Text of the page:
While Fàbregas rightly earned plaudits and became the people’s champion for his midfield play, it was Hleb who enabled a lot of what he did. Hleb was the architect of this team, and the man who really made it tick. He was the primary reason why the 07/08 team were more consistently dazzling than the 09/10 incarnation. While the 09/10 Arsenal side had a peak Fàbregas and budding Samir Nasri, the 07/08 side had a budding Fàbregas, a peak Hleb and a peak Rosicky.

Despite being a departure from the power and pace Wenger sides of Highbury, the 07/08 team was not as ponderous and easy to organize against as the 2010/11 side. When this side felt that it was time to shift through the gears, they would pass the baton to Rosicky. The Little Mozart would inject impetus into Arsenal’s attacks, creating panic and indecision amongst the opposition’s defensive ranks, and ultimately presenting openings for Fàbregas to exploit.

This midfield unit developed an almost telepathic understanding. They would instinctively know what position the others would take up, and they would know where and when to look for one another. Arsenal’s fluid football was so easy on the eye when their three musketeers played together.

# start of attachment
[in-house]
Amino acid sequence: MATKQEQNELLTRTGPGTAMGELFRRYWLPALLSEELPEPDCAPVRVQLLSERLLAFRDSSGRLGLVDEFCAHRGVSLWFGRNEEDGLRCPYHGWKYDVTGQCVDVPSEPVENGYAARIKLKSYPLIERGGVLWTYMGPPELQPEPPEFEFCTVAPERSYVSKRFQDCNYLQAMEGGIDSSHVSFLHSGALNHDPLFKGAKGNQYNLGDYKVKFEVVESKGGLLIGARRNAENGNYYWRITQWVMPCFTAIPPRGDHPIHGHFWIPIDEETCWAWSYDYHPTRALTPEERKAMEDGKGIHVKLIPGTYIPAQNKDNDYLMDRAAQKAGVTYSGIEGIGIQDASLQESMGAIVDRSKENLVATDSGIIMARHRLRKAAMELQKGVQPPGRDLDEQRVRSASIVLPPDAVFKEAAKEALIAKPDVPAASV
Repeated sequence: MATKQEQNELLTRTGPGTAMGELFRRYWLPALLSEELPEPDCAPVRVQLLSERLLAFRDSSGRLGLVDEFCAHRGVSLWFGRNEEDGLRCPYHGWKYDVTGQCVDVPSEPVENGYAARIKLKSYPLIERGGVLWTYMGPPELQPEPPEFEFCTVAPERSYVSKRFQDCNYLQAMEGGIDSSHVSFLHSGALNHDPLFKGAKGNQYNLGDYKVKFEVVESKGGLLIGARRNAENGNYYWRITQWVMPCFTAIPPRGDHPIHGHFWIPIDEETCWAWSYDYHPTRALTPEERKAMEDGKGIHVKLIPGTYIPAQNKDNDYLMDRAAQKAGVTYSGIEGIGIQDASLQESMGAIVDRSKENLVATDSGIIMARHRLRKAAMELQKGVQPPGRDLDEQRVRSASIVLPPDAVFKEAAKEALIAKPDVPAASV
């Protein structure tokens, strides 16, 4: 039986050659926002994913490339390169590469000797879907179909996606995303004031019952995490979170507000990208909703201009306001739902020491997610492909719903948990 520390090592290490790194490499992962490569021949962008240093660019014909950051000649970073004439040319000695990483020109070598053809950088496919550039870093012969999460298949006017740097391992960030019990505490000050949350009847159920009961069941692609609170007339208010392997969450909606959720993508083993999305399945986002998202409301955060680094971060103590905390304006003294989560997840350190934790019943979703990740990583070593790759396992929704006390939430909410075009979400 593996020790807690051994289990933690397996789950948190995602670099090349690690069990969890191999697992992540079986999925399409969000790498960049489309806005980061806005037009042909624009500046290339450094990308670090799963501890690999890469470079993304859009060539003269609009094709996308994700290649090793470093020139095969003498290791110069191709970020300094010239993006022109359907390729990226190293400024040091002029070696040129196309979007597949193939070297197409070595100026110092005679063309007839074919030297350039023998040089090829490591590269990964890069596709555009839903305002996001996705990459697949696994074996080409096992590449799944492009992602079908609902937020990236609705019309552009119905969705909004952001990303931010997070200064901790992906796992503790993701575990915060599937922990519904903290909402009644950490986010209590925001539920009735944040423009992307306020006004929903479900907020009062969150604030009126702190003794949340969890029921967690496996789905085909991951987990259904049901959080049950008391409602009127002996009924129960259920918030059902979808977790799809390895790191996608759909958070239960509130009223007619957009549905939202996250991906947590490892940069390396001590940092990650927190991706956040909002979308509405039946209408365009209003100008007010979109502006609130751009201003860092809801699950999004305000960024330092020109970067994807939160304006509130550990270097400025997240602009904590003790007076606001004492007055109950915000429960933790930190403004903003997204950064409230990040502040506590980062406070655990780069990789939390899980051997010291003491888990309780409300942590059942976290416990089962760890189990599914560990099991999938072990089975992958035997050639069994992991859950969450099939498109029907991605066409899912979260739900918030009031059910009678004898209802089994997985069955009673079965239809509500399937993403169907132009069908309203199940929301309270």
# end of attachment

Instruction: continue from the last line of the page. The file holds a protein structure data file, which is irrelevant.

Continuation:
Over the first half of the season, this midfield unit put Arsenal into a position from where they could mount an assault on the league title from January onwards. This run featured wins over Chelsea, Everton, Aston Villa, Portsmouth and City, and battling come-from-behind draws with United and Liverpool.

Unlike the two previous seasons, Arsenal were better equipped to break down stubborn defences, showing more spark and resolve. They also held their own in physical encounters against the likes of West Ham, Bolton, Wigan, Villa and the other usual suspects. Something had changed.